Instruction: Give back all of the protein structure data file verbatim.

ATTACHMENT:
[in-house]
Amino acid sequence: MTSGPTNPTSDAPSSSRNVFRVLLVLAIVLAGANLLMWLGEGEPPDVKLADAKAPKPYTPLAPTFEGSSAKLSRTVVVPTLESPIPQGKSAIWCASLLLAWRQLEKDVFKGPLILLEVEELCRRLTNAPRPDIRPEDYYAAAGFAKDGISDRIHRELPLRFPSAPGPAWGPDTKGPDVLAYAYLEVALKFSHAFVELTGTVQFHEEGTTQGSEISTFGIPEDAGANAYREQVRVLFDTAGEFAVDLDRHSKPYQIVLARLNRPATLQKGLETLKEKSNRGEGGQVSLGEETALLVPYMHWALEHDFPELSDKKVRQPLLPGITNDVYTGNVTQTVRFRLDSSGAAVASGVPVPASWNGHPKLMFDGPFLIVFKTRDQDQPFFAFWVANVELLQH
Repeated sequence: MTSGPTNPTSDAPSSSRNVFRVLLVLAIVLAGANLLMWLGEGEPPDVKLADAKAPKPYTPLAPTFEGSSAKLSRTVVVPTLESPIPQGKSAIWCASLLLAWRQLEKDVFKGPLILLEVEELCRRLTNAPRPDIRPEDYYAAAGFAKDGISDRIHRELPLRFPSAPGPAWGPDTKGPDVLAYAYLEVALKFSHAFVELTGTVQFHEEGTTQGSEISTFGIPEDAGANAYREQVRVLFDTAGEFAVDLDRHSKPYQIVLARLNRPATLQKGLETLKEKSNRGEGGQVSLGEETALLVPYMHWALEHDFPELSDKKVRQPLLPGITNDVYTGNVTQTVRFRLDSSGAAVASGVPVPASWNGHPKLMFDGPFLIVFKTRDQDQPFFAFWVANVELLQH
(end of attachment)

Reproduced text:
[in-house]
Amino acid sequence: MTSGPTNPTSDAPSSSRNVFRVLLVLAIVLAGANLLMWLGEGEPPDVKLADAKAPKPYTPLAPTFEGSSAKLSRTVVVPTLESPIPQGKSAIWCASLLLAWRQLEKDVFKGPLILLEVEELCRRLTNAPRPDIRPEDYYAAAGFAKDGISDRIHRELPLRFPSAPGPAWGPDTKGPDVLAYAYLEVALKFSHAFVELTGTVQFHEEGTTQGSEISTFGIPEDAGANAYREQVRVLFDTAGEFAVDLDRHSKPYQIVLARLNRPATLQKGLETLKEKSNRGEGGQVSLGEETALLVPYMHWALEHDFPELSDKKVRQPLLPGITNDVYTGNVTQTVRFRLDSSGAAVASGVPVPASWNGHPKLMFDGPFLIVFKTRDQDQPFFAFWVANVELLQH
Repeated sequence: MTSGPTNPTSDAPSSSRNVFRVLLVLAIVLAGANLLMWLGEGEPPDVKLADAKAPKPYTPLAPTFEGSSAKLSRTVVVPTLESPIPQGKSAIWCASLLLAWRQLEKDVFKGPLILLEVEELCRRLTNAPRPDIRPEDYYAAAGFAKDGISDRIHRELPLRFPSAPGPAWGPDTKGPDVLAYAYLEVALKFSHAFVELTGTVQFHEEGTTQGSEISTFGIPEDAGANAYREQVRVLFDTAGEFAVDLDRHSKPYQIVLARLNRPATLQKGLETLKEKSNRGEGGQVSLGEETALLVPYMHWALEHDFPELSDKKVRQPLLPGITNDVYTGNVTQTVRFRLDSSGAAVASGVPVPASWNGHPKLMFDGPFLIVFKTRDQDQPFFAFWVANVELLQH